Happy employees are productive employees, and employee motivation is one of the biggest factors that invariably leads to success in most businesses. In fact, a disengaged employee costs $3,400 for every $10,000 in annual salary.
Sales is one area where motivation is vital. While continuous training is key to improving the skill sets and knowledge base of your sales team, all of this is a waste if you can not motivate your sales people to give their best every single day.
However, this is easier said than done. The levels of motivation a sales rep has will depend on a variety of external factors. As sales leaders, you need to understand the individual strengths and weaknesses of your team and instill motivation in them. It requires careful planning and execution, as failure to do so might cost businesses heavily.
Here are some of the ways in which organizations can achieve this.
The importance of employee communication is often overlooked, but it can be one of the most powerful and informal ways of connecting with people. The right words and honest sessions of interaction can change the way people view their surroundings. Sales leaders need to step up every and talk about issues that matter to people across levels; face-to-face interaction is always better than sending out an email.
Your staff needs to know that they are valued and personal communication could be a great way to show that you appreciate them for their hard work. One important way to do this is to hold regular feedback sessions instead of annual performance reviews.
Sales is a tough job. Getting out there every day and being incessant in one’s approach to crack deals requires long working hours and extra hard work. Such efforts should be appreciated with incentives, duly agreed in contract. There is nothing more frustrating and demotivating than working for extra hours on a regular basis and getting nothing in return. But without provisions for extra work outside contract like stipends or welfare packages, employees are likely to lose their passion overtime.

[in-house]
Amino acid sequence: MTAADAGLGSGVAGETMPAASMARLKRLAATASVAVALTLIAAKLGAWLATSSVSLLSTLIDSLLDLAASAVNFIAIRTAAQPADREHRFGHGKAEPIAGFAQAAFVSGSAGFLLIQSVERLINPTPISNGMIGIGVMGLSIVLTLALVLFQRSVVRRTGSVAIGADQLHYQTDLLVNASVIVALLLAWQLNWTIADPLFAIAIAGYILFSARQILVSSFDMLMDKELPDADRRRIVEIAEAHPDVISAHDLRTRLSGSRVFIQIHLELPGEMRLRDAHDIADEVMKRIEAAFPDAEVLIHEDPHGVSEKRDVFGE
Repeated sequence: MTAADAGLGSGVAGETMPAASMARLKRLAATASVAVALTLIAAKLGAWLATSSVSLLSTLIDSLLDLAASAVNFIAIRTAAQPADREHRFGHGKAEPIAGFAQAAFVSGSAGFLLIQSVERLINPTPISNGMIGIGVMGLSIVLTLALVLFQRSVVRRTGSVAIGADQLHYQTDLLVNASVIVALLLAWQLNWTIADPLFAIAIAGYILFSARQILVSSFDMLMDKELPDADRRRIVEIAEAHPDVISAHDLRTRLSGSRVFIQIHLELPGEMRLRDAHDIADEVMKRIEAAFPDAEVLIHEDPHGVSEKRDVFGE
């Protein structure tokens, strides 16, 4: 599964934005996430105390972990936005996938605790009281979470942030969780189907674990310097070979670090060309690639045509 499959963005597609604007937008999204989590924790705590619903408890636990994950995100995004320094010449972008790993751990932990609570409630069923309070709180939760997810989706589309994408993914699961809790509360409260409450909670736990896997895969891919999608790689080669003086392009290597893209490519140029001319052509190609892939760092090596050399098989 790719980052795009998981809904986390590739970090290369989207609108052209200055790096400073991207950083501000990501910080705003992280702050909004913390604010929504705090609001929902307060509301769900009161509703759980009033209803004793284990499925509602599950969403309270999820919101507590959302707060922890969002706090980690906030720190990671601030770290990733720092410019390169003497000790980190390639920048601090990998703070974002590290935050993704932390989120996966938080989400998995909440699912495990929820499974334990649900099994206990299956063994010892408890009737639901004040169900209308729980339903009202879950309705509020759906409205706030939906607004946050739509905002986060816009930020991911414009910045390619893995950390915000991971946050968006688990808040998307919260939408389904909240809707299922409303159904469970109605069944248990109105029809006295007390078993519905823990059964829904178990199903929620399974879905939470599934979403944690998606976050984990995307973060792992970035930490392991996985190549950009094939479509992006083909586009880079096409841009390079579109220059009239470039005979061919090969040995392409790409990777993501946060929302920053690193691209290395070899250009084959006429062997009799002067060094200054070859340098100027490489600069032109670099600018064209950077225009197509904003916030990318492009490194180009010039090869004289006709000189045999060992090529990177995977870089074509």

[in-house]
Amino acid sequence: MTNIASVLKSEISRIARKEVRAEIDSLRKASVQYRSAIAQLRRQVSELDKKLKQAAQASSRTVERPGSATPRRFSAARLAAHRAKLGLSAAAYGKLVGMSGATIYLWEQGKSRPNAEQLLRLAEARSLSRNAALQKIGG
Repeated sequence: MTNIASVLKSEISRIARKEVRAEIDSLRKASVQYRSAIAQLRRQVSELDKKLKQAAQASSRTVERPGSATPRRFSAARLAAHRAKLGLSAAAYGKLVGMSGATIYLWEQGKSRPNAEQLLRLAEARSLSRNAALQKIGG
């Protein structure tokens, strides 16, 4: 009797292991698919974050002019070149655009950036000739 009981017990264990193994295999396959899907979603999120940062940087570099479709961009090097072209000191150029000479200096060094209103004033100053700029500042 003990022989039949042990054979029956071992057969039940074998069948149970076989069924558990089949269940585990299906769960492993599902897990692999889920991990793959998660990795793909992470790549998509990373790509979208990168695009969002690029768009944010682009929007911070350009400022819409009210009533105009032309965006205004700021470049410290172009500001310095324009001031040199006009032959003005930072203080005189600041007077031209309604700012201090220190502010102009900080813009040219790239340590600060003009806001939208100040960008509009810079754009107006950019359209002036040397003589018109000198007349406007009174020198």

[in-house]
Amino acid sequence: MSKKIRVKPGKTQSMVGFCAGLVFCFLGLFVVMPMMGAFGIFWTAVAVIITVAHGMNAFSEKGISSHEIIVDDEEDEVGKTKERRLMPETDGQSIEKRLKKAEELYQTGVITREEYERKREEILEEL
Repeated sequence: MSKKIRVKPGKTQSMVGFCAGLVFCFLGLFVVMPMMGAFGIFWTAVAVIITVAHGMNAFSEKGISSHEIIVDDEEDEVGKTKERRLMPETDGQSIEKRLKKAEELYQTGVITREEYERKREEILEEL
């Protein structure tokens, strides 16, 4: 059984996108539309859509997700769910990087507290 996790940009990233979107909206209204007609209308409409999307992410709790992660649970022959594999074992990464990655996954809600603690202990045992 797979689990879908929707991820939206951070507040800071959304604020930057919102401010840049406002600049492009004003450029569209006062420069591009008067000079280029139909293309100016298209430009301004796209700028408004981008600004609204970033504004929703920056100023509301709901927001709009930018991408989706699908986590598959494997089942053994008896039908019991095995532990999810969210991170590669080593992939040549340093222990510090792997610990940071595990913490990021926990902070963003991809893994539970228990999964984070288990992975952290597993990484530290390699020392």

Monetary rewards for great work can definitely help increase motivation, but non-monetary rewards and recognition can also prove to be a great way of recharging your employees. This could involve appreciating your sales stars for their hard work in front of teams, giving rewards for their achievements and efforts, empowering them with ownership and providing flexible options at work. Great sales performers need to be treated as valued team members and rewards for them should go beyond just an annual bonus. Employees should know how their efforts have helped the organization move forward.
Set realistic goals
It can be incredibly disheartening and demoralizing to work on a task that is never ending. Progress needs to be visible. Managers should set clear, realistic and achievable goals for their employees, so that they know what exactly is expected out of them, rather than some vague terminologies being assigned.
Give individual attention
Teamwork is a key way to motivate sales people, but focusing on the individual can also improve engagement. Managers should take time out to talk to employees at an individual level to make them feel valued and wanted. While it’s important to praise an employee who exceeds expectations, individual attention should also go to those who are underperforming or seem to be overwhelmed by a task. Managers can coach them and give them a better sense of direction to help the employees work through their problems.
Ask for opinions
Surveying employees to ask for their opinion and keep them engaged is crucial for motivation, but the problem emerges when no action is taken on this feedback. The biggest mistake an organization could make is to create irrelevant employee surveys. Employees might feel that their opinions don’t matter, which can lead them to lose motivation and interest. Hence, any kind of survey data should be specific, relevant and actionable for any team.
Any kind of job becomes boring if it remains the same for a long period of time, and sales is no different. Stagnant and repetitive job profiles can make employees feel stifled and suffocated, and demotivate even the most ambitious of people. This is why it is important to keep providing opportunities for growth while on the job, that keep the lively factor alive. Providing training opportunities, access to resources, and investing in career growth through seminars and education initiatives could be great ways to make employees feel motivated to work harder.
What tips do you have to motivate sales people?
If you successfully run a sales team and have tips to help motivate sales people, let us know in the comments below.
Alternatively, take a look at GetApp’s ranking of the top 25 sales management software, which can automate processes and provide a more efficient and effective way to motivate sales people.
Bhaswati Bhattacharyya is a Product Specialist at Capabiliti, a mobile-first training and engagement solution for enterprises. Passionate about Economics, Bhaswati also loves storytelling. She has a keen interest in start-ups, food and travel. In her ‘me time’ she picks up fiction novels, tries different cuisines or explores routes to less traveled places on the world map. Follow her on Twitter at @Bhaswatibh.